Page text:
While roaches may not be among nature’s deepest thinkers, jewel wasps (Ampulex compressa, pictured below) pull off an impressive level of control by stinging the cockroach. The wasp walks the roach to the wasp’s nest, lays an egg on the roach, and the roach remains inside the nest and allows itself to be eaten by baby wasps. Importantly, the cockroach isn’t dying or immobilized or paralyzed – it just isn’t running away. (Video below, from supplementary material for this article.)
Obviously the wasp is injecting some sort of complex chemical cocktail in its venom, but what does it do to the roach’s nervous system? Gal and Libersat perform a series of experiments to pinpoint just how the wasp venom is working.
The wasp stings near the front end of the cockroach, where there are two major cluster of neurons: the brain (which gets called the supra-esophageal ganglion here) and the sub-esophageal ganglion (or, as some countries foppishly call it, the sub-oesophageal ganglion). The brain sits ahead of the “throat,” as it were, and the sub-esophageal ganglion sits just behind it.
Intuitively, you’d expect that the wasp would be targeting the roach’s brain. When we think of the place that actions are started, that’s what we think of. But this is a somewhat backbone-centric view of things, as most invertebrates have taken an “eggs in many baskets” approach to their nervous systems: they’re less concentrated in one place. It was already known that the wasps do sting the brain, but do they also work their hoodoo on the sub-esophageal ganglion?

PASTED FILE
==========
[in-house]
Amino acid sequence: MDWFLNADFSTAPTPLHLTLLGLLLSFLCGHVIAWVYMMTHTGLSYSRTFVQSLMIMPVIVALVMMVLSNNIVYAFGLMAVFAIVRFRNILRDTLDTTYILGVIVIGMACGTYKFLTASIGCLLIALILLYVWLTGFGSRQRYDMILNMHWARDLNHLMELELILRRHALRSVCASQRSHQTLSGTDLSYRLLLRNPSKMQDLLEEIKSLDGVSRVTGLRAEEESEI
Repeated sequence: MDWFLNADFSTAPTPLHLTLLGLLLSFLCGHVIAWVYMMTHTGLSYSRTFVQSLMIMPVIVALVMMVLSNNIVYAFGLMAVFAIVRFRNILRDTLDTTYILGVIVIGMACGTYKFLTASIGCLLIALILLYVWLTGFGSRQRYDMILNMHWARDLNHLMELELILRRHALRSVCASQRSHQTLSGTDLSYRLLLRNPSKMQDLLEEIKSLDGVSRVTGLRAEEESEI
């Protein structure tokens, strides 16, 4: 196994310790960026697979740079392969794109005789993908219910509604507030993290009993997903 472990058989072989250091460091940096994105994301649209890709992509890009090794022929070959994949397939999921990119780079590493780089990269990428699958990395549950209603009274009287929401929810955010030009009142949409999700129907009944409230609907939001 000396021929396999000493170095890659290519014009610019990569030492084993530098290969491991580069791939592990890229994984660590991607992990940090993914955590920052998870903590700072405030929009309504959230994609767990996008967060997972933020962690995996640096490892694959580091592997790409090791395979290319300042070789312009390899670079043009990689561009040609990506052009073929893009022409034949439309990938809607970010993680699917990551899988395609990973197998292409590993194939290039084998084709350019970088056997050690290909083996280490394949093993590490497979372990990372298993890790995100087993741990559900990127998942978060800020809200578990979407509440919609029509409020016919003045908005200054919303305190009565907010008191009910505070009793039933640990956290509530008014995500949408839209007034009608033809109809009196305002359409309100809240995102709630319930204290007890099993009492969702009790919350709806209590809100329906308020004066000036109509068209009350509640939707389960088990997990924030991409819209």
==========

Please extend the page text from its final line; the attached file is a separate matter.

Gal and Libersat first showed that when they removed the sub-esophageal ganglion from a cockroach, wasps given the opportunity to sting it took much, much longer compared to control. They interpret this as the wasp “looking” for its target, and it just keeps digging around in the roach’s body, looking for the missing neural tissue.
Then, they showed in intact roaches that placing a small drop of venom on the sub-esophageal ganglion significantly impaired the cockroach’s walking and escape running. When the venom was placed on the brain, though, there was no difference in behaviour compared to the control animals.
Not only did they see behaviour of whole animals depressed, when Gal and Libersat recorded from isolated sub-esophageal ganglia in a dish, they saw a significant decline in both spontaneous spiking, and spiking elicited by either wind or touch. And, as anyone who’s ever tried to hit a cockroach knows, these animals are very sensitive to wind and touch are normally very effective at running away from them. It looks like the initial movement away from these stimuli is not broken, but the normal running afterwards is messed up by the venom.
All of these experiments suggest that the sub-esophageal ganglion is really critical for the wasp’s mind control trick. This region is probably involved in controlling the initiation of voluntary locomotion (much like some of the command neurons in crayfish I wrote about a while ago).
But if so much of the wasp’s strange hypnotic power is exerted by controlling the sub-esophageal ganglion, the authors can only speculate on this: why does the wasp sting the roach’s brain?
Gal, R., & Libersat, F. (2010). A Wasp Manipulates Neuronal Activity in the Sub-Esophageal Ganglion to Decrease the Drive for Walking in Its Cockroach Prey PLoS ONE, 5 (4) DOI: 10.1371/journal.pone.0010019
Photo by TGIGreeny on Flickr, used under a Creative Commons license.